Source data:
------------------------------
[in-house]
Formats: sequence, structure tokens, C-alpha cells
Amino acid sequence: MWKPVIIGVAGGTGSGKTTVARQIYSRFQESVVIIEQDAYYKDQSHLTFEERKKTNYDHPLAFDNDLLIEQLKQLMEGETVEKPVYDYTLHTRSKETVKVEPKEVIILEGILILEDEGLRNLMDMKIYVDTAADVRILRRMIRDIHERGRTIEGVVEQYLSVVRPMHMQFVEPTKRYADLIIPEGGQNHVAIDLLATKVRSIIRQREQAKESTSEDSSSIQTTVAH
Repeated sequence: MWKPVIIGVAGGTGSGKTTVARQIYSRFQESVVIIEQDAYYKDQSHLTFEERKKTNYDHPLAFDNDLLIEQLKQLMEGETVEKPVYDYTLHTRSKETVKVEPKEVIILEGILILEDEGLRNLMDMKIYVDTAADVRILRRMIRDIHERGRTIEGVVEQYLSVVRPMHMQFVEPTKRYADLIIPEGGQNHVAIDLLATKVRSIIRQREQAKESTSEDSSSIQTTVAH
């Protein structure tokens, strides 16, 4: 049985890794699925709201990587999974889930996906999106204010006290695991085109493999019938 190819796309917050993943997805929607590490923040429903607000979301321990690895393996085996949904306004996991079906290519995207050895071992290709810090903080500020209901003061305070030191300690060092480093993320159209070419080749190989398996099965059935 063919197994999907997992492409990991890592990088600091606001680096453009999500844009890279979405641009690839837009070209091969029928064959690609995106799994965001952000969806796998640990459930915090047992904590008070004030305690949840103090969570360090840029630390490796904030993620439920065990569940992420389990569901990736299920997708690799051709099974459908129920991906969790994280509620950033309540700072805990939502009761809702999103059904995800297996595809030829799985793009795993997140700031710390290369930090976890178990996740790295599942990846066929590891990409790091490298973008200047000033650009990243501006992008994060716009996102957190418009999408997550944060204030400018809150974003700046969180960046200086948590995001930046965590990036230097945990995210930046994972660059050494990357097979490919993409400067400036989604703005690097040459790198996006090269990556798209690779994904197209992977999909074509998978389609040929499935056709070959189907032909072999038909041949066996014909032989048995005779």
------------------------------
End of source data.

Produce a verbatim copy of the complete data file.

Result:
[in-house]
Formats: sequence, structure tokens, C-alpha cells
Amino acid sequence: MWKPVIIGVAGGTGSGKTTVARQIYSRFQESVVIIEQDAYYKDQSHLTFEERKKTNYDHPLAFDNDLLIEQLKQLMEGETVEKPVYDYTLHTRSKETVKVEPKEVIILEGILILEDEGLRNLMDMKIYVDTAADVRILRRMIRDIHERGRTIEGVVEQYLSVVRPMHMQFVEPTKRYADLIIPEGGQNHVAIDLLATKVRSIIRQREQAKESTSEDSSSIQTTVAH
Repeated sequence: MWKPVIIGVAGGTGSGKTTVARQIYSRFQESVVIIEQDAYYKDQSHLTFEERKKTNYDHPLAFDNDLLIEQLKQLMEGETVEKPVYDYTLHTRSKETVKVEPKEVIILEGILILEDEGLRNLMDMKIYVDTAADVRILRRMIRDIHERGRTIEGVVEQYLSVVRPMHMQFVEPTKRYADLIIPEGGQNHVAIDLLATKVRSIIRQREQAKESTSEDSSSIQTTVAH
């Protein structure tokens, strides 16, 4: 049985890794699925709201990587999974889930996906999106204010006290695991085109493999019938 190819796309917050993943997805929607590490923040429903607000979301321990690895393996085996949904306004996991079906290519995207050895071992290709810090903080500020209901003061305070030191300690060092480093993320159209070419080749190989398996099965059935 063919197994999907997992492409990991890592990088600091606001680096453009999500844009890279979405641009690839837009070209091969029928064959690609995106799994965001952000969806796998640990459930915090047992904590008070004030305690949840103090969570360090840029630390490796904030993620439920065990569940992420389990569901990736299920997708690799051709099974459908129920991906969790994280509620950033309540700072805990939502009761809702999103059904995800297996595809030829799985793009795993997140700031710390290369930090976890178990996740790295599942990846066929590891990409790091490298973008200047000033650009990243501006992008994060716009996102957190418009999408997550944060204030400018809150974003700046969180960046200086948590995001930046965590990036230097945990995210930046994972660059050494990357097979490919993409400067400036989604703005690097040459790198996006090269990556798209690779994904197209992977999909074509998978389609040929499935056709070959189907032909072999038909041949066996014909032989048995005779």